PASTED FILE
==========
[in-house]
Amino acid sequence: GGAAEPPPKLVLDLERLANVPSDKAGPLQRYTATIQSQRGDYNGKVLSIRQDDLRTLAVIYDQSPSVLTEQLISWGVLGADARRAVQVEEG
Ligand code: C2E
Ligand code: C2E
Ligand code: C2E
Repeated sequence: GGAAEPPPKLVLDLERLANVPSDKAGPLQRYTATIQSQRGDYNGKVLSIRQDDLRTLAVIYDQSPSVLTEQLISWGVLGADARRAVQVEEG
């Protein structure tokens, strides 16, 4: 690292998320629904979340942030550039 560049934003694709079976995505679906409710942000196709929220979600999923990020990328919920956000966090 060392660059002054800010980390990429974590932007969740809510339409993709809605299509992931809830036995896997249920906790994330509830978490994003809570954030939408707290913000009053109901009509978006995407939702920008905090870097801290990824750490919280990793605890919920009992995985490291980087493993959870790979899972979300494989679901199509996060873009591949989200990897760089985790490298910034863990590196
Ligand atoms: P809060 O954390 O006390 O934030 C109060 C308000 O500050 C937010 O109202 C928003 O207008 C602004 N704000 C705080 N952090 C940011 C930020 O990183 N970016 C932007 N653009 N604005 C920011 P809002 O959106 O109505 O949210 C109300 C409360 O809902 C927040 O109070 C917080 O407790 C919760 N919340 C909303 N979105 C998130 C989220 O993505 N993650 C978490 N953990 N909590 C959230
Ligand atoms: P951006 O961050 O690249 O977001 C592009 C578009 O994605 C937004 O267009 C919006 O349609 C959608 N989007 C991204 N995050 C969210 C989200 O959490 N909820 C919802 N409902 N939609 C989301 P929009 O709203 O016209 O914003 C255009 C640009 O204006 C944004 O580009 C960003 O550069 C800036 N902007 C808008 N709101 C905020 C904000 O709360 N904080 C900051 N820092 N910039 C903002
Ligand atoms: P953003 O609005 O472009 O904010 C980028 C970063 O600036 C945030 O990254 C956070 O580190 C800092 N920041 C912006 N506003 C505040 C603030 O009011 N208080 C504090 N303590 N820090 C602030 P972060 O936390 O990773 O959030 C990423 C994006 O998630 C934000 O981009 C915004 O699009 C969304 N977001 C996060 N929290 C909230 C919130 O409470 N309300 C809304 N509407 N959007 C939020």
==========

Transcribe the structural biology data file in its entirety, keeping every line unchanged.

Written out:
[in-house]
Amino acid sequence: GGAAEPPPKLVLDLERLANVPSDKAGPLQRYTATIQSQRGDYNGKVLSIRQDDLRTLAVIYDQSPSVLTEQLISWGVLGADARRAVQVEEG
Ligand code: C2E
Ligand code: C2E
Ligand code: C2E
Repeated sequence: GGAAEPPPKLVLDLERLANVPSDKAGPLQRYTATIQSQRGDYNGKVLSIRQDDLRTLAVIYDQSPSVLTEQLISWGVLGADARRAVQVEEG
């Protein structure tokens, strides 16, 4: 690292998320629904979340942030550039 560049934003694709079976995505679906409710942000196709929220979600999923990020990328919920956000966090 060392660059002054800010980390990429974590932007969740809510339409993709809605299509992931809830036995896997249920906790994330509830978490994003809570954030939408707290913000009053109901009509978006995407939702920008905090870097801290990824750490919280990793605890919920009992995985490291980087493993959870790979899972979300494989679901199509996060873009591949989200990897760089985790490298910034863990590196
Ligand atoms: P809060 O954390 O006390 O934030 C109060 C308000 O500050 C937010 O109202 C928003 O207008 C602004 N704000 C705080 N952090 C940011 C930020 O990183 N970016 C932007 N653009 N604005 C920011 P809002 O959106 O109505 O949210 C109300 C409360 O809902 C927040 O109070 C917080 O407790 C919760 N919340 C909303 N979105 C998130 C989220 O993505 N993650 C978490 N953990 N909590 C959230
Ligand atoms: P951006 O961050 O690249 O977001 C592009 C578009 O994605 C937004 O267009 C919006 O349609 C959608 N989007 C991204 N995050 C969210 C989200 O959490 N909820 C919802 N409902 N939609 C989301 P929009 O709203 O016209 O914003 C255009 C640009 O204006 C944004 O580009 C960003 O550069 C800036 N902007 C808008 N709101 C905020 C904000 O709360 N904080 C900051 N820092 N910039 C903002
Ligand atoms: P953003 O609005 O472009 O904010 C980028 C970063 O600036 C945030 O990254 C956070 O580190 C800092 N920041 C912006 N506003 C505040 C603030 O009011 N208080 C504090 N303590 N820090 C602030 P972060 O936390 O990773 O959030 C990423 C994006 O998630 C934000 O981009 C915004 O699009 C969304 N977001 C996060 N929290 C909230 C919130 O409470 N309300 C809304 N509407 N959007 C939020």